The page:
Today's recipe is for a raw mango chutney made in the South Canara District ( now called Dakshina KannadaDistrict) of my home state of  Karnataka. Traditionally we use coconut oil for most of our cooking in these parts and therefore in this chutney too, the use of coconut oil is recommended.

This recipe has been adapted from South Canara Style Mavinakayi Chutney by Pavithra M. Adiga in the popular website Archana's Kitchen.

We enjoyed this chutney with dosas.

  • Raw Mangoes, 2
  • Byadgi Red Chillies, 5 
  • Mustard Seeds, 1/2 tsp
  • Cumin Seeds,( Jeera), 1/4 tsp
  • Fenugreek (Methi) Seeds, 1/2 tsp
  • Asafoetida (Hing),  1/8 tsp
  • Coconut Oil, 1 tbsp
  • Salt, to taste


Wash the raw mangoes and chop them after discarding the central seed
Heat oil in a pan and on medium heat add the mustard seeds
When they splutter add the fenugreek seeds, cumin seeds, and asafoetida
and saute for half a minute
To this, add the Byadgi red chillies and saute for a minute till they become crisp
In a mixer jar, grind together the above roasted ingredients along with the chopped raw mangoes and salt to form a paste without adding any water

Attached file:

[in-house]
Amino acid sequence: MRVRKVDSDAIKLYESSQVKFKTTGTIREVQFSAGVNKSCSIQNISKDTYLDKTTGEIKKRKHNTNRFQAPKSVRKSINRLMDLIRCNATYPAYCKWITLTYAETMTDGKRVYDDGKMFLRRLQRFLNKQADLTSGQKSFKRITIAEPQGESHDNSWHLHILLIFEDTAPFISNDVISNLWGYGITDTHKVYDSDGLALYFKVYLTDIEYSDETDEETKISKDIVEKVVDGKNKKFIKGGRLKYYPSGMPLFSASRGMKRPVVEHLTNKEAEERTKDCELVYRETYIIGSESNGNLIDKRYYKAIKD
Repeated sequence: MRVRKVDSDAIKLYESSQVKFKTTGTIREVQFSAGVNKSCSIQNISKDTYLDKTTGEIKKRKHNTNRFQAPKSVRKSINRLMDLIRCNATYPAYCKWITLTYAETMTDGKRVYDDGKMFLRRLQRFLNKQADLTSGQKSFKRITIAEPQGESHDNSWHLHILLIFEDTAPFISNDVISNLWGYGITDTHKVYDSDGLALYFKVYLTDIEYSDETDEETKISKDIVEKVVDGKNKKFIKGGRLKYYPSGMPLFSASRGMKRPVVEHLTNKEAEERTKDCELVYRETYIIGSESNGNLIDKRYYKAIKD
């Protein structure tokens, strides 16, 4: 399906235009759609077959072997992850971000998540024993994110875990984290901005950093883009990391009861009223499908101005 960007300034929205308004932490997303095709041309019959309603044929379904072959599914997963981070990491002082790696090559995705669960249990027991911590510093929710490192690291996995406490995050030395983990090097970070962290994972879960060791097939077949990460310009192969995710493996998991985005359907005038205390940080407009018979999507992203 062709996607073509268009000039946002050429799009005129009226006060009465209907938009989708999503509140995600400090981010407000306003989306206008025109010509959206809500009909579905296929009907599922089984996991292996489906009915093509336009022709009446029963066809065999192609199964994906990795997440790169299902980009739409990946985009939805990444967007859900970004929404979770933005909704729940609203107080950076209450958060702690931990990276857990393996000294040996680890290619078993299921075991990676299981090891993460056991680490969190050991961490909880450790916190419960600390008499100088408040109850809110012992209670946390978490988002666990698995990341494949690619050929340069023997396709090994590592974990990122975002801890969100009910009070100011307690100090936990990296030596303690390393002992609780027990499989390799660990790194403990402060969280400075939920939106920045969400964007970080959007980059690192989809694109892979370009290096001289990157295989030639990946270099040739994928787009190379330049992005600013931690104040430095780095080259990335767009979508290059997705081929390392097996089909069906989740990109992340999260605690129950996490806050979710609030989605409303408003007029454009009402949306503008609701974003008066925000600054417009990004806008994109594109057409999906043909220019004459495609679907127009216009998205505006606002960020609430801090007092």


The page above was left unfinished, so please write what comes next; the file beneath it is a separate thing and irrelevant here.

The raw mango chutney is ready to be served

Saturday, April 27, 2019



Today's recipe is for a side dish that goes well with rice and dal.  It is an easy to make yet tasty stir fry made with garlic and ivy gourd which is a commonly available vegetable in India. It is called Tendle in my mother tongue, Konkani; Tondli in Marathi, Tindora in Hindi, Thondekayi in Kannada, Dondakaya in Telegu and Kovaikkai in Tamil.

Elsewhere in this blog you will find other dishes made with ivy gourd such as Tindora Coconut Stir Fry from Andhra Pradesh; Tendle Talasani, from our Konkani cuisine  and Thondekayi Yennegayi from North Karnataka.

For best results, choose tender ivy gourds. Make sure they are not ripe.

Ingredients: -
  • Ivy Gourd, 500 gms
  • Garlic, 10-12 cloves
  • Chilli Powder, 1 tsp, or to taste
  • Salt, to taste
  • Oil, 1 tbsp


Wash the ivy gourd and snip off both the ends
Cut the ivy gourd into roundels or slice them evenly
Apply salt to the ivy gourd roundels and set aside for about 10 minutes
Then squeeze out the water and keep the roundels aside
Lightly crush the unpeeled garlic cloves
Heat oil in a thick bottomed kadhai and on medium heat add the lightly crushed garlic cloves
Saute the garlic cloves till they turn golden in colour and give off a good aroma
To this add the ivy gourd roundels and cook covered, stirring from time to time, till they get done Make sure that they don't get overcooked as this dish tastes better if the ivy gourd is a little crisp
Once the ivy gourd gets cooked, add the chilli powder, and mix well
Check for salt and add if necessary 
Cook till the ivy gourd gets well blended with the chilli powder 
Transfer to a serving bowl and serve hot as a side dish with the main meal